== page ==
afterburn sectional graphic

AFTERBURN REPORT 2001

Extranet Team

The Burning Man Extranet was born out of the desire to enhance the level of participation and communication of its participants, regardless of time and space. The event itself brings kindred souls from around the world together for one glorious week; the mission of the Extranet team is to help keep them together after the playa dust has settled.

Many regional artists and artists' groups already employ the web as their medium of choice for planning the logistics of their camps and art projects, sharing ideas and working on internal projects, and notifying each other about social and political events. By providing common areas on the web with easy-to-use groupware features such as calendaring, file saving, links sharing, etc., the Extranet will continue to nurture and connect this thriving community of participants in other cities, states, and countries, starting with the 30+ volunteer groups vital to the creation of Black Rock City.


The Extranet team is a collaborative effort whose members have shown tremendous dedication and creativity, putting in hundreds of hours of work on a budget of nearly nothing. The team is well represented by a rainbow of cutting-edge skill sets: system administration, data modeling, information architecture, user interface engineering, usability design, database administration, and programming. It is the collective desire of the team to develop the Extranet as open-source technology, which, after implementation, could be offered to the public for free, giving back to the community that has helped make Burning Man what it is today.

In 2001 thus far, the team has made great strides in the design and development of the Extranet tool. It has:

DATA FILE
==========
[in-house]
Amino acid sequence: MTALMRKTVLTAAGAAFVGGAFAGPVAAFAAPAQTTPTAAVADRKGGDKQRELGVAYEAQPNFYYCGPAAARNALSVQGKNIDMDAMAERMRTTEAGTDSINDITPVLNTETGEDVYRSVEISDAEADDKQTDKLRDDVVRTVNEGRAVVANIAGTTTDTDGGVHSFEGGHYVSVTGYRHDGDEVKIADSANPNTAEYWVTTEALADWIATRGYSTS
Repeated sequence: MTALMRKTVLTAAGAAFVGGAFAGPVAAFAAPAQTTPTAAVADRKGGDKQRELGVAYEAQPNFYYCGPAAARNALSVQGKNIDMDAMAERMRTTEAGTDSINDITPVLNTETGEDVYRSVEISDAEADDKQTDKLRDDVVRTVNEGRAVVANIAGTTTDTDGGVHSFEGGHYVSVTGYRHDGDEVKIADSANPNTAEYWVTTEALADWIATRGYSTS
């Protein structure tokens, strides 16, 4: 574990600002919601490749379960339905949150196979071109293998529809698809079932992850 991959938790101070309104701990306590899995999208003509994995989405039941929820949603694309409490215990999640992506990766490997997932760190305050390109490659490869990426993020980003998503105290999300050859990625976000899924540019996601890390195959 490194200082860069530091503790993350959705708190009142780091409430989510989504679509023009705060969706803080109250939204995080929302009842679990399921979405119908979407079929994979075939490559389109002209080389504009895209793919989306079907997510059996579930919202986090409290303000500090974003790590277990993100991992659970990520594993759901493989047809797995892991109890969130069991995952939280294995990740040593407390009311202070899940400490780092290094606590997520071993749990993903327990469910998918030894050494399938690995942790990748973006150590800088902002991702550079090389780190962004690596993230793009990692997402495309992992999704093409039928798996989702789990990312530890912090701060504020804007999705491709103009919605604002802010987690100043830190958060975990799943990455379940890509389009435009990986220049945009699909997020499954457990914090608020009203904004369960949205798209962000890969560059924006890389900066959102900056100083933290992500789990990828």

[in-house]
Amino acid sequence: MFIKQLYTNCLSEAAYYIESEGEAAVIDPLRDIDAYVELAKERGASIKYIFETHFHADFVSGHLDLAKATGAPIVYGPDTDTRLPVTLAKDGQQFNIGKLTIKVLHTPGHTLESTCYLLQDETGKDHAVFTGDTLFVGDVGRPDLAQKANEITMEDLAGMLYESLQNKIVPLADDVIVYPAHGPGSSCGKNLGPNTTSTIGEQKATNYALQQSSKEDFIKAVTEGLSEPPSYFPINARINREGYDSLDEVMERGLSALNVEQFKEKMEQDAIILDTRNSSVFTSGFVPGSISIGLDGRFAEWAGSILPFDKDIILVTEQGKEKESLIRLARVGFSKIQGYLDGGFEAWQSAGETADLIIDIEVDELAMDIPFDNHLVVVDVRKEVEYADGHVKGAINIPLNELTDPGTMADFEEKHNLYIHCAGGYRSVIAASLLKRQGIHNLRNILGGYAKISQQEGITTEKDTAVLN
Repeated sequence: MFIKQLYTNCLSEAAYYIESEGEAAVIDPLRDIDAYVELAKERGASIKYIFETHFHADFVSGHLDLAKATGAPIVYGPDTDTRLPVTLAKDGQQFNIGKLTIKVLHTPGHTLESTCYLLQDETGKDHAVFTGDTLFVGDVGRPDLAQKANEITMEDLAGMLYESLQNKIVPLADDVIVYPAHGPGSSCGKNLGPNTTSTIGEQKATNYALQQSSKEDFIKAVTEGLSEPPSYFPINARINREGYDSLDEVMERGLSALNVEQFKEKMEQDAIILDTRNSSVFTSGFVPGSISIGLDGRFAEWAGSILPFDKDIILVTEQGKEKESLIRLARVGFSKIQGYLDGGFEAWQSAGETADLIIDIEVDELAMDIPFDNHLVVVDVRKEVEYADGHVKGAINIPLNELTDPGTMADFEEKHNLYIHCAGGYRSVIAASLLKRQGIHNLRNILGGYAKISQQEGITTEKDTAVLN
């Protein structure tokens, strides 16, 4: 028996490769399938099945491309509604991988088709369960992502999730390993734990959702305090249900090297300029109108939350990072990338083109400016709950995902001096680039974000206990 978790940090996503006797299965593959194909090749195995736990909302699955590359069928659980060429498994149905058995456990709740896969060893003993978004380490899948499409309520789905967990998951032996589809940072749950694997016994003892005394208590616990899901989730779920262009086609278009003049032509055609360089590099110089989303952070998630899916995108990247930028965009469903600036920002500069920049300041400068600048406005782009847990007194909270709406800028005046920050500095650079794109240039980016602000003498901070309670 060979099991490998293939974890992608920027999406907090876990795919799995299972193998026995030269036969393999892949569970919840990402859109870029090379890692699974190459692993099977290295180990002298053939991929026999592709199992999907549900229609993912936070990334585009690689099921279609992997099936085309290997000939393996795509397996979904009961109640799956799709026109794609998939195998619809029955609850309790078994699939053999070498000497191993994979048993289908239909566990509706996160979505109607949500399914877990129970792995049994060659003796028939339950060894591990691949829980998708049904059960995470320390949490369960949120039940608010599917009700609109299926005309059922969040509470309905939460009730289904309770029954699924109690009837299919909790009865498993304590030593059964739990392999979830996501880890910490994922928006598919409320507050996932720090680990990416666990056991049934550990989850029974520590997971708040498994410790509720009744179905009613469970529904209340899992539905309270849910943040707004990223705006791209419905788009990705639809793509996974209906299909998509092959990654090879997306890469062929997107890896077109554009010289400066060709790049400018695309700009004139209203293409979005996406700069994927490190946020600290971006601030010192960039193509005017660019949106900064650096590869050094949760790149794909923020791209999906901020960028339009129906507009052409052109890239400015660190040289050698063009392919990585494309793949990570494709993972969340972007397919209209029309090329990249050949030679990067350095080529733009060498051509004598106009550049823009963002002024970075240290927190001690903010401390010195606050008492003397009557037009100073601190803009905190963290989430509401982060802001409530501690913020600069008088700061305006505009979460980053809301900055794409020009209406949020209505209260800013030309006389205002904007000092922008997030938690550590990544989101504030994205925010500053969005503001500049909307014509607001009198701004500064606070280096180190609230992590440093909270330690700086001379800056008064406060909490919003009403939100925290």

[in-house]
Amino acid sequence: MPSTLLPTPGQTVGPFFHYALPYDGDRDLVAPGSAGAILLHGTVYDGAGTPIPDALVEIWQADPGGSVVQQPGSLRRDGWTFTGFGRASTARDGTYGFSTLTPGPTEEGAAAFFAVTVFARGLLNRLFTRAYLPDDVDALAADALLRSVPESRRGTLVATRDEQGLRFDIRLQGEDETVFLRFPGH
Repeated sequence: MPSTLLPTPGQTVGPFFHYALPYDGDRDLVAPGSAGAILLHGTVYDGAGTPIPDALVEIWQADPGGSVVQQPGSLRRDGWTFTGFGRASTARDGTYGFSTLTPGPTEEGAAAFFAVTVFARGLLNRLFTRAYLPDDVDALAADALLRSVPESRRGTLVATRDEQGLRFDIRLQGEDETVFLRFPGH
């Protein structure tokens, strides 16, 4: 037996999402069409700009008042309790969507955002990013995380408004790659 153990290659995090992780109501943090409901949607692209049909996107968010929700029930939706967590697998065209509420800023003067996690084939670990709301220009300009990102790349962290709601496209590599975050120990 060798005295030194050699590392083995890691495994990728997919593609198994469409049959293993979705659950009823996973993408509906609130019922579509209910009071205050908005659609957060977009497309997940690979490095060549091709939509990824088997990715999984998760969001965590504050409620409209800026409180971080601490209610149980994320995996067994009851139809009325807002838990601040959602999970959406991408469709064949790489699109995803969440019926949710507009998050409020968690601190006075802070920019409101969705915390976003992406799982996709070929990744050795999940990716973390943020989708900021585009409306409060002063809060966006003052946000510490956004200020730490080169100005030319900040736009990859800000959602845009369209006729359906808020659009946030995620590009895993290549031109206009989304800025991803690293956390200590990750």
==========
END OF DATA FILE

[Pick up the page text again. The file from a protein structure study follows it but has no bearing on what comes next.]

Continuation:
• Defined the scope of the extranet project, selecting features and prioritizing them into realistic phases for development

  • Conducted a survey of staff and volunteer needs to inform and validate the prioritization of the feature set

  • Evaluated a number of development platforms, deciding on Zope, a burgeoning open source technology with a strong security model and a cult following

  • Taught themselves the skills needed to employ this technology - while only one team member had had any previous experience with Zope, the other developers jumped in with both feet to learn it, hosting group Zope training sessions and individually exploring existing documentation and web resources

  • Designed and built a server, graciously hosted by Lan Mindzs Internet, in Berkeley

  • Installed and configured the development environment

  • Developed the information architecture on the Zope platform

  • Defined user types that will encourage the use of the Extranet as a volunteer recruitment tool without compromising security

  • Designed and implemented a sophisticated database backend to meet the needs of the application

  • Built a central repository for documentation of the ongoing project

  • Designed the basic information architecture for the user interface, emphasizing simplicity and elegance while providing for future feature additions

  • Designed a basic look & feel for the extranet site pages
In the immediate future, the team is focusing on creating a prototype of the highest priority feature: the group calendar function. Once this is in beta and has passed quality assurance (QA) testing, it will be followed by a number of other high-priority features, including contact list, file-sharing, Wiki Web and a links section. The coming year will see this first version of the Extranet being made available to the volunteer groups, followed by revisions based on staff and volunteer feedback, and the addition of new features as they are developed.